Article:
Their collaboration began in the mid-1980s after both artists had already made significant marks on the music world—Richards with the legendary Rolling Stones and Waits as a pioneer within the singer-songwriter realm of the 1970s.
Their first collaboration came with Waits’ 1985 album “Rain Dogs”, a project for which Waits felt Richards had a unique understanding. Waits appreciated Richards’ spontaneity and vibrant spirit in the studio, qualities that led to Keith Richards contributing to tracks like ‘Blind Love’, ‘Union Square’, and ‘Big Black Mariah’.
The partnership was further solidified when Waits provided backing vocals for The Rolling Stones’ 1986 album “Dirty Work”, demonstrating the mutual respect and camaraderie between the two.
The collaboration didn’t stop there; it continued with ‘That Feel’, a co-written duet on Waits’ 1992 album “Bone Machine”, and saw Richards contributing to four tracks on Waits’ 2011 album “Bad As Me”.
Their connection wasn’t just professional but deeply personal, with both artists expressing admiration for each other’s musicality and character. Richards once described Waits as “a real rhythm man,” while Waits likened Richards to a resilient frying pan, highlighting his durability and adaptability in the musical landscape.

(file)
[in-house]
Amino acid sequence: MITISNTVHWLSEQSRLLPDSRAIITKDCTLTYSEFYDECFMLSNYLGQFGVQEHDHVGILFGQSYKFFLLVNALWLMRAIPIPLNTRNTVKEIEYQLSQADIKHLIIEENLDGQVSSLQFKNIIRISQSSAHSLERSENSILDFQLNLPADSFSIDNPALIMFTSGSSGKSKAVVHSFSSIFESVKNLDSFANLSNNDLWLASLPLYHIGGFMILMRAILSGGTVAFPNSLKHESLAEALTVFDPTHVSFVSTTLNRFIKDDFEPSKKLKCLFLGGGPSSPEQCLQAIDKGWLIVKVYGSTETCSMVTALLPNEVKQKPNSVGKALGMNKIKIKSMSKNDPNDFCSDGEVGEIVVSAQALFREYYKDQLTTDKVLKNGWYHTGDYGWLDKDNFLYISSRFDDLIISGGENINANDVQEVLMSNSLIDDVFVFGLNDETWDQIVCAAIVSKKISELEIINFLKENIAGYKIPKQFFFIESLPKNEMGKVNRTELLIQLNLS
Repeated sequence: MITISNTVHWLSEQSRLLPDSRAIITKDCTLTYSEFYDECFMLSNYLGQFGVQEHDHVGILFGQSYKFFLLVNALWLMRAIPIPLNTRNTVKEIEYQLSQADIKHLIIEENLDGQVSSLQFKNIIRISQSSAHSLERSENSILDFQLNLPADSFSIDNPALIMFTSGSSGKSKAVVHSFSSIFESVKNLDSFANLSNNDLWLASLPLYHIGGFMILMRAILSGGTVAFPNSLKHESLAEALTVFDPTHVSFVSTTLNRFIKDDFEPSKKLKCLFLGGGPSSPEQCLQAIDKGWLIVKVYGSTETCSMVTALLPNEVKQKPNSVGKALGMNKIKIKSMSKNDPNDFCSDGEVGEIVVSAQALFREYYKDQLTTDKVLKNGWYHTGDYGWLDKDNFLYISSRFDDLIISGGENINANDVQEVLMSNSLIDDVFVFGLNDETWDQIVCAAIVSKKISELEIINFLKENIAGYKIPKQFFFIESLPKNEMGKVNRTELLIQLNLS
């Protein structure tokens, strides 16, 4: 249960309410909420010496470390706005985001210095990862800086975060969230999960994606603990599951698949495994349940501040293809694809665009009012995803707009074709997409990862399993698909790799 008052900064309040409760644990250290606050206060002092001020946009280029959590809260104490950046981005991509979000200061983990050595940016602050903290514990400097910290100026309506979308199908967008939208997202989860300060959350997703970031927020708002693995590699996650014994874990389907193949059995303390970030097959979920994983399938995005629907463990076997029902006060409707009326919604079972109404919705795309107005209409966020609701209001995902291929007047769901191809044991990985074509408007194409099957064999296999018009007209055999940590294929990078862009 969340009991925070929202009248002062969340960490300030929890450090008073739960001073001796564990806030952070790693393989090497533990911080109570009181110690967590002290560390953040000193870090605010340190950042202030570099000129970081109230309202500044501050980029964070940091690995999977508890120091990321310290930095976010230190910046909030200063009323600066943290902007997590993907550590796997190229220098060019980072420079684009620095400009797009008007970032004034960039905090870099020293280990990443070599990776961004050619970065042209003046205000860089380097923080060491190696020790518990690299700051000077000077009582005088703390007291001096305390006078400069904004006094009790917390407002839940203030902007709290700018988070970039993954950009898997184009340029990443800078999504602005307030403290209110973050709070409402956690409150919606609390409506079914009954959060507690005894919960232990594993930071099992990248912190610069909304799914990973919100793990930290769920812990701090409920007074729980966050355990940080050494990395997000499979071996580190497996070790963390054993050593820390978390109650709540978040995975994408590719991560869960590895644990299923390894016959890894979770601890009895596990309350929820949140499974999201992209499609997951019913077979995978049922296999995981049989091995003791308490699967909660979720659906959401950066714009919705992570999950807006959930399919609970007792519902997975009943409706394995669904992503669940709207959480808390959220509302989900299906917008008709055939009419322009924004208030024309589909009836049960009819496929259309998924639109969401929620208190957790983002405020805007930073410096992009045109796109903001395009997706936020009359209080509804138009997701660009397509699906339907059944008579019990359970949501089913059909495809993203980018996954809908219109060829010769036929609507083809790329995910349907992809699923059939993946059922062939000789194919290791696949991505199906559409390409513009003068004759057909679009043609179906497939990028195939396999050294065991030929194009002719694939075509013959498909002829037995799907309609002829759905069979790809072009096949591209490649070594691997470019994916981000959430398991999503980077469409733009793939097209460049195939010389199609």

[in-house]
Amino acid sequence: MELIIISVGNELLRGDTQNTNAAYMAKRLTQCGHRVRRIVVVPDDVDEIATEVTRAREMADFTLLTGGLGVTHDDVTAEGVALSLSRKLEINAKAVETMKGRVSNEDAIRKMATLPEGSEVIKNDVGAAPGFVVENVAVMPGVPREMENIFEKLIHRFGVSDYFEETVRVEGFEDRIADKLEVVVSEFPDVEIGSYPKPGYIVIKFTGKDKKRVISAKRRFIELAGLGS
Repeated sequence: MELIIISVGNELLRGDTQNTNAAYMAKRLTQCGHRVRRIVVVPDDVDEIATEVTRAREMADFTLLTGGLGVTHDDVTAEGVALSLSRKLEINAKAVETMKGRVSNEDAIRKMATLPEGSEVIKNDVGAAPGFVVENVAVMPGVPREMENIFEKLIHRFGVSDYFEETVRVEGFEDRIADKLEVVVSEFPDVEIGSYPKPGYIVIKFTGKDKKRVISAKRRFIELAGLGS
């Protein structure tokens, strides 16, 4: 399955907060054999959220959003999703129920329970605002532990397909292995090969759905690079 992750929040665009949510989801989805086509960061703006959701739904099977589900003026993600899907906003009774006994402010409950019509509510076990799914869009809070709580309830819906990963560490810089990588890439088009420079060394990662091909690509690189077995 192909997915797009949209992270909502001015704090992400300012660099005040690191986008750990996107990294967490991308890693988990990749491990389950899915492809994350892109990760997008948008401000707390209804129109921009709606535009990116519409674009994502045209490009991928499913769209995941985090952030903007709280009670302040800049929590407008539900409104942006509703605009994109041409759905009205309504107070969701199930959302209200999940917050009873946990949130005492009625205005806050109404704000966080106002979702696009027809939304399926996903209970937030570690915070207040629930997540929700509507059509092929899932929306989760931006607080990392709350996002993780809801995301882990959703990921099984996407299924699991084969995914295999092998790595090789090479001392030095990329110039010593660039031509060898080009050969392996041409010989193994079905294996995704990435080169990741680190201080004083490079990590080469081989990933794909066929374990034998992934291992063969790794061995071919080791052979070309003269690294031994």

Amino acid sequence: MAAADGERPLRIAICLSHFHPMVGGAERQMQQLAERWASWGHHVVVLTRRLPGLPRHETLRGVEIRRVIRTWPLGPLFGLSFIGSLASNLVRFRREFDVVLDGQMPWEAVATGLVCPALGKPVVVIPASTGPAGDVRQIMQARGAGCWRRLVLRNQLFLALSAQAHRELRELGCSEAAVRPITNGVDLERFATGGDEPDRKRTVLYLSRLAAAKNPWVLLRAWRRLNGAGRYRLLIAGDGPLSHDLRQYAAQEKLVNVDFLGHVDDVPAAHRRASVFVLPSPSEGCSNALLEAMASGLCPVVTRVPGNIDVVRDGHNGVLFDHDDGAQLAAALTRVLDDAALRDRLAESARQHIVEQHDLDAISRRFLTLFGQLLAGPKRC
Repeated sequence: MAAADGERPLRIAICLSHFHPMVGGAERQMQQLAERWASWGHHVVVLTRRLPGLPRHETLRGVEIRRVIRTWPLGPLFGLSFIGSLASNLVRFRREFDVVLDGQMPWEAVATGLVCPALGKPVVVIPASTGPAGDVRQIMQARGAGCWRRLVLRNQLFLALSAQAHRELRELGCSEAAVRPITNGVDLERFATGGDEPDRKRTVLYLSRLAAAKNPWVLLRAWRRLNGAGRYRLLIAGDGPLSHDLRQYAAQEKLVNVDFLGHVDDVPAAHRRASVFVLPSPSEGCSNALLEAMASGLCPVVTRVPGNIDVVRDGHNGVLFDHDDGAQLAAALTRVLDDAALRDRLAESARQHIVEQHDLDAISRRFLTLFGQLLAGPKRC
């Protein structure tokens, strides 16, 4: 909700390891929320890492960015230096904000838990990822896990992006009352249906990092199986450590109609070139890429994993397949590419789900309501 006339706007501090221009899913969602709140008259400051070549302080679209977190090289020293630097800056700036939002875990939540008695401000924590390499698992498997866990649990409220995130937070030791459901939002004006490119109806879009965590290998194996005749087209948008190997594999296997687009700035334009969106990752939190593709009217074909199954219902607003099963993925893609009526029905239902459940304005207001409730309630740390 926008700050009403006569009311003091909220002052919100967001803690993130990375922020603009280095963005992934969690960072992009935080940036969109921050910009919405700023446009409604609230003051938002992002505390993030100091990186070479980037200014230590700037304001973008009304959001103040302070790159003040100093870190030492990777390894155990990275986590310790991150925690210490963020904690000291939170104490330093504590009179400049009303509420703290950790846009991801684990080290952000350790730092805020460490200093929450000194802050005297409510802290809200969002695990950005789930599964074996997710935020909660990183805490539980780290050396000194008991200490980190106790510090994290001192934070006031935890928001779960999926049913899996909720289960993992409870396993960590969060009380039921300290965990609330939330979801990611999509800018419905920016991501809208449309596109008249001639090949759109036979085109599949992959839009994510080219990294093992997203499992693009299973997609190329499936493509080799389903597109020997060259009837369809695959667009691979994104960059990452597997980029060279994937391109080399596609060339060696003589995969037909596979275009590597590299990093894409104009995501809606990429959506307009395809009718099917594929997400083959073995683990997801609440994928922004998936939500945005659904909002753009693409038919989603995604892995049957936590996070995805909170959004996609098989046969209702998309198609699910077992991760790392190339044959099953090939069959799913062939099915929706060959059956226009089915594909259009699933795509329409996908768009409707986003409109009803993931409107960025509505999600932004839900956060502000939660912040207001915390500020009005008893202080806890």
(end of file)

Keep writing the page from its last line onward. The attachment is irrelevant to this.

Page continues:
Interestingly, their initial collaboration on “Rain Dogs” started from a joke by Waits, suggesting Richards’ involvement without expecting it to become a reality.
Yet, Richards’ actual participation in the album marked the beginning of a fruitful and enduring musical friendship. Waits has praised Richards for his attention to detail and his deep understanding of music’s nuances, comparing him to an archaeologist in his pursuit of musical knowledge.
Their collaboration is more than just a series of studio sessions; it’s a reflection of their shared passion for music and exploration, creating a unique synergy that has contributed to some memorable moments in music history.